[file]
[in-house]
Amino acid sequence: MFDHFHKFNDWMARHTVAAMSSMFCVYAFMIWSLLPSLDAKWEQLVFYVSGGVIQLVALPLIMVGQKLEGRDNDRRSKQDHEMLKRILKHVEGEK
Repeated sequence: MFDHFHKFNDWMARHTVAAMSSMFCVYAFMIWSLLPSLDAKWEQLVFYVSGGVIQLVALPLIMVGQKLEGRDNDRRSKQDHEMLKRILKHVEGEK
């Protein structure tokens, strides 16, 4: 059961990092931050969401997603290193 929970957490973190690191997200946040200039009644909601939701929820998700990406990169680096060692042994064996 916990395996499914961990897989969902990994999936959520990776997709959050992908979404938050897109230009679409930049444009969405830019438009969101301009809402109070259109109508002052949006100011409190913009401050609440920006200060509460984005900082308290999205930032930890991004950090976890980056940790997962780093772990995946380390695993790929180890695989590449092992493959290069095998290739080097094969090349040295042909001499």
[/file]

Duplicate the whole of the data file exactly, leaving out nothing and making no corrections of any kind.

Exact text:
[in-house]
Amino acid sequence: MFDHFHKFNDWMARHTVAAMSSMFCVYAFMIWSLLPSLDAKWEQLVFYVSGGVIQLVALPLIMVGQKLEGRDNDRRSKQDHEMLKRILKHVEGEK
Repeated sequence: MFDHFHKFNDWMARHTVAAMSSMFCVYAFMIWSLLPSLDAKWEQLVFYVSGGVIQLVALPLIMVGQKLEGRDNDRRSKQDHEMLKRILKHVEGEK
């Protein structure tokens, strides 16, 4: 059961990092931050969401997603290193 929970957490973190690191997200946040200039009644909601939701929820998700990406990169680096060692042994064996 916990395996499914961990897989969902990994999936959520990776997709959050992908979404938050897109230009679409930049444009969405830019438009969101301009809402109070259109109508002052949006100011409190913009401050609440920006200060509460984005900082308290999205930032930890991004950090976890980056940790997962780093772990995946380390695993790929180890695989590449092992493959290069095998290739080097094969090349040295042909001499």